‘Stolen Valor’ Act makes it a crime to profit from lying about military service
WASHINGTON, D.C. – Senators Dean Heller (R-NV) and Jon Tester (D-MT) are joining forces to uphold the honor of military service with the introduction of the Stolen Valor Act in the United States Senate. This legislation makes it a federal crime to lie about receiving a military decoration or medal, like the Medal of Honor, in order to profit or benefit financially.
“Our military men and women continue to put themselves in harm’s way to protect American interests abroad. Congress must do all that it can to preserve the integrity of the decorations and medals awarded to those who have served our country. I’m grateful to Representative Heck for his leadership on this issue, and look forward to working with Senator Tester to pass this legislation into law,” said Senator Dean Heller.
“Courageous military heroes earn awards like the Medal of Honor with their actions on the battlefield,” Tester said. “Lying about military service is dishonorable and an insult to the brave men and women of our armed forces. I’ll keep pressing to make sure we only honor our true American heroes.”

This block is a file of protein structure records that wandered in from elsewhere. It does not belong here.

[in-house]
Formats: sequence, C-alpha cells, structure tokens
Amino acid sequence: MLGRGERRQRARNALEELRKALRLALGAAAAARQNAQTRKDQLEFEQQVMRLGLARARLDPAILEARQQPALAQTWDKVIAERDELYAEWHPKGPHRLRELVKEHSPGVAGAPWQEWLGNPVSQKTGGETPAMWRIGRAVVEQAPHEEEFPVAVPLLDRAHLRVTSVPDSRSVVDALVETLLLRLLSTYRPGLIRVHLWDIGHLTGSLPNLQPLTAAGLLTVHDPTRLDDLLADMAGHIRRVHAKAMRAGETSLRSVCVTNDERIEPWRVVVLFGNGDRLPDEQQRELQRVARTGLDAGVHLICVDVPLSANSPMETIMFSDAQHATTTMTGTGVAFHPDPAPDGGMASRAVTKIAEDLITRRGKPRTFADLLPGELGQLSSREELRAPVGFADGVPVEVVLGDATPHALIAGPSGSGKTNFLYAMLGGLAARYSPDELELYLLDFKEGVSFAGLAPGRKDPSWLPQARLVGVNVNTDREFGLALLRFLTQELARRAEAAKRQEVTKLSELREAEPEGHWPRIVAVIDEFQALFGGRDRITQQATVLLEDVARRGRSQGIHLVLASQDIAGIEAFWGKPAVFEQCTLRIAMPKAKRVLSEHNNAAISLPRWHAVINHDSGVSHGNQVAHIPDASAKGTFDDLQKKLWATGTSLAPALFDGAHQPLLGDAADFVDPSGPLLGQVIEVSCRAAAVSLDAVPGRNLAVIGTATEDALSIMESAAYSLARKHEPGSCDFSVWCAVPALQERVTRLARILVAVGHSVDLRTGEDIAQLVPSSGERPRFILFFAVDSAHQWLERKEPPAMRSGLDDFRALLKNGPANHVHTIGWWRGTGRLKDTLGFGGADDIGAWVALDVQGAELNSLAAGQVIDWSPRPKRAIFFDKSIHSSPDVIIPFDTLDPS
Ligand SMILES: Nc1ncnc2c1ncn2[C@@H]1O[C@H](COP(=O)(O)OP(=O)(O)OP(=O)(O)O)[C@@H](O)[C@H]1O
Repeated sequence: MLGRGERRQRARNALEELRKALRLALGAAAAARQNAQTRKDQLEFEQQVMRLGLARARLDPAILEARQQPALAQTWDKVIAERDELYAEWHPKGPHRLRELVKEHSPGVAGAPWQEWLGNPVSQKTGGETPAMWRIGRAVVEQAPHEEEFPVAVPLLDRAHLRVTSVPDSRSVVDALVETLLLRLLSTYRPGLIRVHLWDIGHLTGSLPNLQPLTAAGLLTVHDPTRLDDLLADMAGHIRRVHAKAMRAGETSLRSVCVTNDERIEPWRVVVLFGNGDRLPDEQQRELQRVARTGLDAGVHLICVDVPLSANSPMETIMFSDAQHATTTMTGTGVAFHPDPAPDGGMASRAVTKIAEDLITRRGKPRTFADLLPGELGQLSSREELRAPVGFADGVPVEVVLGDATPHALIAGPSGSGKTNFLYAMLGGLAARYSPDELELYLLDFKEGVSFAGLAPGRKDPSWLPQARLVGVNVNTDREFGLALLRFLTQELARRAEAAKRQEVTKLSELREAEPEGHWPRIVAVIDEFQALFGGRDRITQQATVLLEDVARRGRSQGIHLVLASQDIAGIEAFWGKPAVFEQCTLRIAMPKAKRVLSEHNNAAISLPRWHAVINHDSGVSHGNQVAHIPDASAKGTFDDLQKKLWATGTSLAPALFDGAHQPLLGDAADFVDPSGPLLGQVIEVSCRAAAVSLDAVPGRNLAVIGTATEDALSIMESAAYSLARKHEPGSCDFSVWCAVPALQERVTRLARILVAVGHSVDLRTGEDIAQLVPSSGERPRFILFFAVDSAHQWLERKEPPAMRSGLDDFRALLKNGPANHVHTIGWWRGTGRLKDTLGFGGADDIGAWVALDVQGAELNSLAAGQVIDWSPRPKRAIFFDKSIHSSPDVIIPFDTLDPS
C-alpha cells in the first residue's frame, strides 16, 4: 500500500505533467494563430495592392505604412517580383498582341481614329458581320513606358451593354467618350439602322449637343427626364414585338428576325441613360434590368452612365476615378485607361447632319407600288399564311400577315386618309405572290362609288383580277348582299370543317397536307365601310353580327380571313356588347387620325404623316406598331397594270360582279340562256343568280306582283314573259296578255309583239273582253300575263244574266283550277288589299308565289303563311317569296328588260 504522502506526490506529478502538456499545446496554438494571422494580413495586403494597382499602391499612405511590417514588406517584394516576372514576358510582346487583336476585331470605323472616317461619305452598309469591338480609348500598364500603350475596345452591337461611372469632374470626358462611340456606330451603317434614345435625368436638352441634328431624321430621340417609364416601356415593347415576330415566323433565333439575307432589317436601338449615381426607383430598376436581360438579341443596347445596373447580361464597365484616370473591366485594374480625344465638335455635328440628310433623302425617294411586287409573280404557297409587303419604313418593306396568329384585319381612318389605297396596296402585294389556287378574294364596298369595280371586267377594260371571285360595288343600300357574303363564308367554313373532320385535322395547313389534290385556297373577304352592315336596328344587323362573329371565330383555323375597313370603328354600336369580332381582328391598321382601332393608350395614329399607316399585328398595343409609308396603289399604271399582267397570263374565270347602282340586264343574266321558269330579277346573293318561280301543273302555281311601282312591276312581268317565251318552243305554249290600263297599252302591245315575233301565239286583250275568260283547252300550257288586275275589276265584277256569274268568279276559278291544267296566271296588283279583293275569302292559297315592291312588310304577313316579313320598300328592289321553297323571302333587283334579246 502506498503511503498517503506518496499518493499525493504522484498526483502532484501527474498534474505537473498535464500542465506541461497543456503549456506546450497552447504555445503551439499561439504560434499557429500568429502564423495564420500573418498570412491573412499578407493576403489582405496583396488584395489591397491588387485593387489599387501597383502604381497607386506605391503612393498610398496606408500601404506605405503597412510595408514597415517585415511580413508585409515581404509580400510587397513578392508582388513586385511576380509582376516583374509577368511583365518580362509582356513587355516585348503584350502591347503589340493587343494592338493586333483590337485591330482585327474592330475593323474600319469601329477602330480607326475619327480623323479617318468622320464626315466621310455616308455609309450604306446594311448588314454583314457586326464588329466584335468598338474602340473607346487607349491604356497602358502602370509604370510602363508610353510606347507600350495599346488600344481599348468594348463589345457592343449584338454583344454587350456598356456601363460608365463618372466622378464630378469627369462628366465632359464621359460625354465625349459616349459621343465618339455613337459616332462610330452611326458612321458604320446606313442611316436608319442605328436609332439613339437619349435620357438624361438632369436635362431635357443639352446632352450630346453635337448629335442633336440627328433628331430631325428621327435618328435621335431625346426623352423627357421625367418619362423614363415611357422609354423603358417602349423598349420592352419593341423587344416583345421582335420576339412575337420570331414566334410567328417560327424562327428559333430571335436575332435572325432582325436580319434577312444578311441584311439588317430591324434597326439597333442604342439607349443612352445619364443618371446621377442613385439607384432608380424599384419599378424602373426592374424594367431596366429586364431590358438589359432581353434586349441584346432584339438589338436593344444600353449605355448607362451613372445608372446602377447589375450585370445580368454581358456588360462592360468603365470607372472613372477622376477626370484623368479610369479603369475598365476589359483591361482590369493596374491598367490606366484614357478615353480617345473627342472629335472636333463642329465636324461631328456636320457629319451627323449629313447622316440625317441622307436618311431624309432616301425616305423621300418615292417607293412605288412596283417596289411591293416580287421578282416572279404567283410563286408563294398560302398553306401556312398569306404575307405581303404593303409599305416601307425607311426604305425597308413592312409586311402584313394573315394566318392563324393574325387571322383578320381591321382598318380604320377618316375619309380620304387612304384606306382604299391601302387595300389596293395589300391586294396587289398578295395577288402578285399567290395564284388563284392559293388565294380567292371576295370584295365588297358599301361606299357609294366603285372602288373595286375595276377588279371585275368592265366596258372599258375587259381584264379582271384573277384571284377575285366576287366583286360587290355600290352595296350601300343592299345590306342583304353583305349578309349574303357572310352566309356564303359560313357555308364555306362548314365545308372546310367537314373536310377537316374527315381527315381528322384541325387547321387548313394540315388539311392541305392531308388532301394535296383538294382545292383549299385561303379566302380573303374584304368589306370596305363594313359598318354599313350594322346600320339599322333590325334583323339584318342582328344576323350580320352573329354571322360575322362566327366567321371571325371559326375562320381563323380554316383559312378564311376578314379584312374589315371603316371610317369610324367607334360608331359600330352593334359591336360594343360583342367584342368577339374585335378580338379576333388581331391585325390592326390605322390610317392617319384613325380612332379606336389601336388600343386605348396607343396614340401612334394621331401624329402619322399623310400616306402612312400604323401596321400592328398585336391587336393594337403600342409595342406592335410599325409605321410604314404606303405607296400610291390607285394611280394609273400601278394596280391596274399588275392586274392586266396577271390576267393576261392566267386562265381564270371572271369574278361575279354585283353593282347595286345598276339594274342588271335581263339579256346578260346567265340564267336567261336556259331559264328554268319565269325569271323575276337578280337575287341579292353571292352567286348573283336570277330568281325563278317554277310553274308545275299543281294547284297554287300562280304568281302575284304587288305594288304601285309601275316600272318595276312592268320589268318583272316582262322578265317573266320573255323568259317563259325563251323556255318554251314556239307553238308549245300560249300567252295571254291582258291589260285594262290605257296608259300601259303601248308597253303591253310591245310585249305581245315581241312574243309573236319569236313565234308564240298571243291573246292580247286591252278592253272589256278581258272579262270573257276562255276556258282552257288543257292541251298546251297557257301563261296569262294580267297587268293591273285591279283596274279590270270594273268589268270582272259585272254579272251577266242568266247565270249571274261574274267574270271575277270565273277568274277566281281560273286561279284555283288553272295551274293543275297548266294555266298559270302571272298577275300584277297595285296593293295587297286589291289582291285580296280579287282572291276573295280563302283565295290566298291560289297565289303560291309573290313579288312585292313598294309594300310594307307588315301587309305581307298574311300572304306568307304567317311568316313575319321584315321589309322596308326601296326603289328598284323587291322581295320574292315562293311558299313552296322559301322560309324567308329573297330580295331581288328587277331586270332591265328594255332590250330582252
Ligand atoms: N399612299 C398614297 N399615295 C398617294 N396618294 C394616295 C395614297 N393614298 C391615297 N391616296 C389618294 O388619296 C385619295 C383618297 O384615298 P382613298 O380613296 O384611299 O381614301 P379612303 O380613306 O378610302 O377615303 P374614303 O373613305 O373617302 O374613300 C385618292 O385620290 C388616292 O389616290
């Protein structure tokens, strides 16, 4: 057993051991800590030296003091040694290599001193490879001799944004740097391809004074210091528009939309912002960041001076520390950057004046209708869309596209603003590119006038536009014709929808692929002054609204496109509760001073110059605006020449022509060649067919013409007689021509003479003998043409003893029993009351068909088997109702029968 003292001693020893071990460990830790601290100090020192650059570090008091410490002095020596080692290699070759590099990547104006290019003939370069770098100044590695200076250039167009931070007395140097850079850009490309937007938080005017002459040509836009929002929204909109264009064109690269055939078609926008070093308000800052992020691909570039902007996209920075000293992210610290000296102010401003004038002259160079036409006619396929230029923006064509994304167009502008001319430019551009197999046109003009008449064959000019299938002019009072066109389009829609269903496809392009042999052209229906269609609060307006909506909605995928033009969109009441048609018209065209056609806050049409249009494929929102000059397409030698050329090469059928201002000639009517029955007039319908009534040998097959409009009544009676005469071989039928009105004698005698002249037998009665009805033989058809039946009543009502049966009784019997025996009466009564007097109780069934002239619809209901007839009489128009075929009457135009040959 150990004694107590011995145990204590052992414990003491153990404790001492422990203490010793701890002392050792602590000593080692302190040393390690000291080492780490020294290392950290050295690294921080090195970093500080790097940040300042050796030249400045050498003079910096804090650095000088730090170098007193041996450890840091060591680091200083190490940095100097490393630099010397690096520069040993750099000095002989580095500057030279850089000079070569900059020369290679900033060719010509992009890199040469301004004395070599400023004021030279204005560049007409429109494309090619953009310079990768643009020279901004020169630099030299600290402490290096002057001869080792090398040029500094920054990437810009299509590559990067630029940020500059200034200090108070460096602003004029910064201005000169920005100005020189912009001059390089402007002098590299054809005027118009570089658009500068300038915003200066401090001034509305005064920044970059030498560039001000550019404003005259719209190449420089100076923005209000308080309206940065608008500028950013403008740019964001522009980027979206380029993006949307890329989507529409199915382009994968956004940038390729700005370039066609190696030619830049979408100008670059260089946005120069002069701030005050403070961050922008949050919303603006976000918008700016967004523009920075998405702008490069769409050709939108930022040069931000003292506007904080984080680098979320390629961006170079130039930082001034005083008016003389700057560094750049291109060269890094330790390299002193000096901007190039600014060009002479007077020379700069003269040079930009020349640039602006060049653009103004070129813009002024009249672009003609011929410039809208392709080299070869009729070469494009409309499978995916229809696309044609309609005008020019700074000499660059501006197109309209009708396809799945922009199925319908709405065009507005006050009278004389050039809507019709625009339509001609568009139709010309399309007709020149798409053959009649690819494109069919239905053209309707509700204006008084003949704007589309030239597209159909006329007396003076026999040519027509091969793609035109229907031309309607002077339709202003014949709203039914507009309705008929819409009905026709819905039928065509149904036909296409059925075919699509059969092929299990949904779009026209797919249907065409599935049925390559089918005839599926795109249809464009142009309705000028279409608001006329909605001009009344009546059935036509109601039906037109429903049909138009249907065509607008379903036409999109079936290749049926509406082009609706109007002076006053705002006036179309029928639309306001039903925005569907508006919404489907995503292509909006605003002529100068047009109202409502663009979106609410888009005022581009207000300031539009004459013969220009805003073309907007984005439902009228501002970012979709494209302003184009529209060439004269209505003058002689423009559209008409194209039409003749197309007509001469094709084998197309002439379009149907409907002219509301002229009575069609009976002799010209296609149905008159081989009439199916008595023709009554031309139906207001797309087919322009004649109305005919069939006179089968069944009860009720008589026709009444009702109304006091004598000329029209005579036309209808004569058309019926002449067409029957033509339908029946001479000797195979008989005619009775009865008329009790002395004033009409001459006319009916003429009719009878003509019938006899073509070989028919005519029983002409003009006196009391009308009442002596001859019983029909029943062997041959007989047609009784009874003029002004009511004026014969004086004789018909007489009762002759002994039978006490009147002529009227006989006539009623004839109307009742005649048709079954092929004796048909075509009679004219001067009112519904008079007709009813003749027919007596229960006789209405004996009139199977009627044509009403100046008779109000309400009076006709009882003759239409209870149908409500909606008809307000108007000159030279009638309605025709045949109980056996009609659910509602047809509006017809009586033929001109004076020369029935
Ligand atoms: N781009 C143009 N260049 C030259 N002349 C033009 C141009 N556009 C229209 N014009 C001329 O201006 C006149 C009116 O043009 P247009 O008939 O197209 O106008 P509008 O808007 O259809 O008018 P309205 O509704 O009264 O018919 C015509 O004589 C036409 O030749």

Representative Joe Heck (NV-3) introduced counterpart legislation in the House of Representatives on January 15, 2013.
The U.S. Supreme Court last year ruled a previous version of the bill unconstitutional due to concerns it infringed on free speech. Tester and Heller specifically rewrote the measure to address the court’s concerns about Constitutionality.
Tester is also pushing the Defense Department to develop a comprehensive database for military awards like medals, citations, and ribbons. Tester says better record keeping will prevent the improper awarding of service awards.
Click here for a PDF copy of the Stolen Valor Act.
- Stolen Valor Act Unconstitutional – Alvarez Decision (lawprofessors.typepad.com)
- Montana senators help move bill forward (stripes.com)
- Commentary on the Court’s Decision Finding the Stolen Valor Act Unconstitutional (lawprofessors.typepad.com)